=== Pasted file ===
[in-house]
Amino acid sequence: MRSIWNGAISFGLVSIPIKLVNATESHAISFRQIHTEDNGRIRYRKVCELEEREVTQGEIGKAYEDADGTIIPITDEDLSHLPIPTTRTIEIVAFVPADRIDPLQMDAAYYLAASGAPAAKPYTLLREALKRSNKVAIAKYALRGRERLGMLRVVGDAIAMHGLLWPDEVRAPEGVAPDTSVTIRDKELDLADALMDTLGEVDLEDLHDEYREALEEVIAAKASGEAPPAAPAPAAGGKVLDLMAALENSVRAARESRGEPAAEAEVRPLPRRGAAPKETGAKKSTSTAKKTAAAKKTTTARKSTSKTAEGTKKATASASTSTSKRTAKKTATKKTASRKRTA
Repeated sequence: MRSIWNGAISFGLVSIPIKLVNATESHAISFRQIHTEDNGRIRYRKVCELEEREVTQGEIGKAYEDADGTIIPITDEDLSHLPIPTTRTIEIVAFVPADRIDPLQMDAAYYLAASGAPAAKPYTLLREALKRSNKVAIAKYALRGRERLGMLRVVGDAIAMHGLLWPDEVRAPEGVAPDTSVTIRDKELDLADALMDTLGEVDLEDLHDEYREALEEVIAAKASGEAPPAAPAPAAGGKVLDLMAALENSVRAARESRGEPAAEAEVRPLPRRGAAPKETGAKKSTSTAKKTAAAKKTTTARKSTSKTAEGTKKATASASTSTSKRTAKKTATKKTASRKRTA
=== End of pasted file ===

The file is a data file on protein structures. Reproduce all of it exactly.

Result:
[in-house]
Amino acid sequence: MRSIWNGAISFGLVSIPIKLVNATESHAISFRQIHTEDNGRIRYRKVCELEEREVTQGEIGKAYEDADGTIIPITDEDLSHLPIPTTRTIEIVAFVPADRIDPLQMDAAYYLAASGAPAAKPYTLLREALKRSNKVAIAKYALRGRERLGMLRVVGDAIAMHGLLWPDEVRAPEGVAPDTSVTIRDKELDLADALMDTLGEVDLEDLHDEYREALEEVIAAKASGEAPPAAPAPAAGGKVLDLMAALENSVRAARESRGEPAAEAEVRPLPRRGAAPKETGAKKSTSTAKKTAAAKKTTTARKSTSKTAEGTKKATASASTSTSKRTAKKTATKKTASRKRTA
Repeated sequence: MRSIWNGAISFGLVSIPIKLVNATESHAISFRQIHTEDNGRIRYRKVCELEEREVTQGEIGKAYEDADGTIIPITDEDLSHLPIPTTRTIEIVAFVPADRIDPLQMDAAYYLAASGAPAAKPYTLLREALKRSNKVAIAKYALRGRERLGMLRVVGDAIAMHGLLWPDEVRAPEGVAPDTSVTIRDKELDLADALMDTLGEVDLEDLHDEYREALEEVIAAKASGEAPPAAPAPAAGGKVLDLMAALENSVRAARESRGEPAAEAEVRPLPRRGAAPKETGAKKSTSTAKKTAAAKKTTTARKSTSKTAEGTKKATASASTSTSKRTAKKTATKKTASRKRTA